Bash stands for "Bourne again shell". There are a number of different shells that can run Unix commands, and on the Mac Bash is the one used by Terminal. If you want to make the window bigger, click on the bottom right corner and drag it outwards.
Master the command line: Copying and moving files on the Mac
The quickest way to get to know Terminal and understand how it works is to start using it. To run a command, you just type it at the cursor and hit Return to execute. Every command is made up of three elements: the command itself, an argument which tells the command what resource it should operate on, and an option that modifies the output. You should now see a list of all the files in your Documents folder — ls is the command for listing files. To see a list of all the commands available in Terminal, hold down the Escape key and then press y when you see a question asking if you want to see all the possibilities.
To see more commands, press Return. Unix has its own built-in manual. So, to learn more about a command type man [name of command] , where "command" is the name of the command you want find out more about. Firstly, every character matters, including spaces.
If you want to re-run a command, tap the up arrow key until you reach it, then press Return. Commands are always executed in the current location. Use the cd command, followed by a directory path, like in Step 1 above, to specify the folder where you want a command to run. There is another way to specify a location: go to the Finder, navigate to the file or folder you want and drag it onto the Terminal window, with the cursor at the point where you would have typed the path. Now save it to the TerminalTest folder in your Documents folder.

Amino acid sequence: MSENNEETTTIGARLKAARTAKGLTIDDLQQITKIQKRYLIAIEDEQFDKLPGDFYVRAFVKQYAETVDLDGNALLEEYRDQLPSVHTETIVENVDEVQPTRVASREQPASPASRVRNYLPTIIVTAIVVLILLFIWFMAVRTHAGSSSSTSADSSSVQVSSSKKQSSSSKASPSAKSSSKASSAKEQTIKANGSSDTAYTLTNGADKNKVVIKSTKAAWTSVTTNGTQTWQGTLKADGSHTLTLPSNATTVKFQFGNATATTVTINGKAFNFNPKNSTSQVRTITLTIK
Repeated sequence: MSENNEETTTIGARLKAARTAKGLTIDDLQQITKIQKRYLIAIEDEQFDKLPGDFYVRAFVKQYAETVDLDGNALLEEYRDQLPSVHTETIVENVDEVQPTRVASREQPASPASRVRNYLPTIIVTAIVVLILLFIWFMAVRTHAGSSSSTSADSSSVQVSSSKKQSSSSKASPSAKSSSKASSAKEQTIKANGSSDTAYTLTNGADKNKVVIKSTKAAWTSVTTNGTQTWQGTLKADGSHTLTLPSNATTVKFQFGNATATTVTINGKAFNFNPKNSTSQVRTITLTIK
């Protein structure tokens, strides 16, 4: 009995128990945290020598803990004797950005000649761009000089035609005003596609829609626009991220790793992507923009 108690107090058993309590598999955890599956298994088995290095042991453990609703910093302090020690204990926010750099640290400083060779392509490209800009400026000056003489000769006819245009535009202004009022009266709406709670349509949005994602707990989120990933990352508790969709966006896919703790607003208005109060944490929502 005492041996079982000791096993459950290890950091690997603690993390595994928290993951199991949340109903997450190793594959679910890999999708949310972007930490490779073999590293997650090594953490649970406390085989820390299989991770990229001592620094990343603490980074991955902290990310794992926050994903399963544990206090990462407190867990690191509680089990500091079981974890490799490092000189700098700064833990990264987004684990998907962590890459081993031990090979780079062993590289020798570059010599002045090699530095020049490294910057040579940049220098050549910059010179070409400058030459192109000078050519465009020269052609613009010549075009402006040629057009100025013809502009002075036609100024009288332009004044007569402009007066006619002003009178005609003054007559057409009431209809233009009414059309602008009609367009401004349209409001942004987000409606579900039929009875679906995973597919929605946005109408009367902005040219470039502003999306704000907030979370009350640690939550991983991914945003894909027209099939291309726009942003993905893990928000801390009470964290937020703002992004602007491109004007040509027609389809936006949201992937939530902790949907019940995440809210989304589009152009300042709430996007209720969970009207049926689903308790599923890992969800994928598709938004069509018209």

macos - copy files across directories using terminal in mac - Stack Overflow
Now type ls and you should see "TerminalTestFile" listed. That will change the name of the file to "TerminalTestFile2". You can, of course, use any name you like. The mv command means "move" and you can also use it to move files from one directory to another. Terminal can be used for all sorts of different tasks. Some of them can be performed in the Finder, but are quicker in Terminal.
Here are a few examples. In a Terminal window, type d itto [folder 1] [folder 1] where "folder 1" is the folder that hosts the files and "folder 2" is the folder you want to move them to. To see the files being copied in the Terminal window, type -v after the command. The command used to delete, or remove, files in Terminal is rm. So, for example, if you wanted to remove a file in your Documents folder named "oldfile. Thanks in advance!
You need the -J option with xargs. Excellent solution, just what I was after!
Excluding multiple elements
Could you explain the 'n' in head -n5? At any rate, big thanks, and thanks user for your input as well!
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In my search for other solutions prior to posting this questions, several had the head command with -5 and not -n5. Wasn't sure if that was acceptable shorthand, or syntax error. I guess i'm still not sure.
As you mentioned to me in a comment to my answer, your solution does not handle filenames with spaces, it there a way to achieve it modifying your command slightly? With BSD head both are the same. Your solution will definitely be slower but it will handle filenames with spaces in them.
My solution will not in its current form. Would not mind you showing me or even editing my answer, thanks. Featured on Meta. Congratulations to our 29 oldest beta sites - They're now no longer beta! Unicorn Meta Zoo 7: Interview with Nicolas. Adding hints for including code in questions about scripting. Related Hot Network Questions.